When doing the 21-day trial, make sure you are not so heavily tied up that it prevents you from committing to the trial. I often tell my clients it’s best to focus on a goal at a time in order to reap the most benefits. When you have the foundations for the first goal in place, you can then move on to the next one. When you have integrated the second goal, then you work on the third goal. And the fourth goal. Etc. Work only on multiple new goals simultaneously if you have the capacity to handle them. It is pointless to try all your goals at once if you have not developed the capacity to handle them – everything will crumble. Slow progress is better than no progress.
6. Write out affirmations.
Write out positive affirmations in the form of your activity and stick them in a prominent place. The affirmations should be written in a manner as if you are already doing them now. For example, if you are planning to wake up at 6am, write the affirmation as ‘I wake up at 6am every day’ and not ‘I am going to wake up at 6am every day’. The former sends the signal to your subconsciousness that you ARE already doing it right now and it reinforces a successful 21-day ahead of you.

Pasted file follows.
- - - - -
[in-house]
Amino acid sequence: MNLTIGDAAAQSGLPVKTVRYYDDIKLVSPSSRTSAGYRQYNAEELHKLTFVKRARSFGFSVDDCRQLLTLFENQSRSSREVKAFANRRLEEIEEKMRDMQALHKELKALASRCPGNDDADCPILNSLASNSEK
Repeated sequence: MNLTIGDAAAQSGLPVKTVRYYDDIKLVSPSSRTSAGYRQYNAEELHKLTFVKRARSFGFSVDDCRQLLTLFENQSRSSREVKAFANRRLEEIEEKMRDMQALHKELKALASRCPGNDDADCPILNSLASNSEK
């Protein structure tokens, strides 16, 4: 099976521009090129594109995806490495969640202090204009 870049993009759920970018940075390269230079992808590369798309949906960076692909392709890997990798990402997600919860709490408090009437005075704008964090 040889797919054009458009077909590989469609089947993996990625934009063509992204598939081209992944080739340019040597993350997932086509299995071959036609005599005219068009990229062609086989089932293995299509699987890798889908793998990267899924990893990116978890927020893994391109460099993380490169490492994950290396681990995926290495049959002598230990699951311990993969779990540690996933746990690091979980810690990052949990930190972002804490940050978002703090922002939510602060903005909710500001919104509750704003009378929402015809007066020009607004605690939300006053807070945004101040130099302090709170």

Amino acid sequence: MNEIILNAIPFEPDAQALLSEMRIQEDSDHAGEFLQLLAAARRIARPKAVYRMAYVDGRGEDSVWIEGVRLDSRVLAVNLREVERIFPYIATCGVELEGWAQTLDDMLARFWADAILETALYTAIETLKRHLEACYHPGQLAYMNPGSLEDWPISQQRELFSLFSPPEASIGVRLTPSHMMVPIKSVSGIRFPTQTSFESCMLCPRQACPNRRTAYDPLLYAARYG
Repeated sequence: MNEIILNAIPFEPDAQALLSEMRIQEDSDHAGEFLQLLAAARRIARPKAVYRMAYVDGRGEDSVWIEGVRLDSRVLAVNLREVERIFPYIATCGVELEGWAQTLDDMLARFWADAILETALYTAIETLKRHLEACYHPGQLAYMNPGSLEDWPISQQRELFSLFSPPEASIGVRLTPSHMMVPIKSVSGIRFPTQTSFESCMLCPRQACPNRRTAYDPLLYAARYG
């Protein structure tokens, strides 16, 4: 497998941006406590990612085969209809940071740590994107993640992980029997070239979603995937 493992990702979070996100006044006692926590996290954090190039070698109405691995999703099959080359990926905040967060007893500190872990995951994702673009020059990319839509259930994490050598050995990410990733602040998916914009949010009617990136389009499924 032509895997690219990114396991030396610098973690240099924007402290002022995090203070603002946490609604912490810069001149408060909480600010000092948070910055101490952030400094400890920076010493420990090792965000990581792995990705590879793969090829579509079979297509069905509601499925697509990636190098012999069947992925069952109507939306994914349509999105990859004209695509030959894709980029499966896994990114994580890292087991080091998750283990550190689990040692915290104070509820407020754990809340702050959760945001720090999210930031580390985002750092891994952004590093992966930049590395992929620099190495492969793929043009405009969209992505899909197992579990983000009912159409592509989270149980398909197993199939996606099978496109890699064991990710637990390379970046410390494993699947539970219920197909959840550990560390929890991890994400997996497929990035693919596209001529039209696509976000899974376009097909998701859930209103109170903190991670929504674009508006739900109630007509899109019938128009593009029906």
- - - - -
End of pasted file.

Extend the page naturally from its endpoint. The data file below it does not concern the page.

What to Expect in the 21 Days
Week 1 Induction.
Week 1 is when you are moving fast speed ahead. The best way to have a fast and easy start in week one is via generating momentum in the first few days before the trial (see above, Tip #3 for success).
Week 2 Resistance.
In week 2, you generally face the biggest challenge of the trial (this is also dependent on the magnitude of your activity). You will start experiencing resistances of different sorts that attempt to pull you back to your previous lifestyle. If you have prepared your action plan well, you would be able to overcome these resistances with minimal effort.
Week 3 Integration.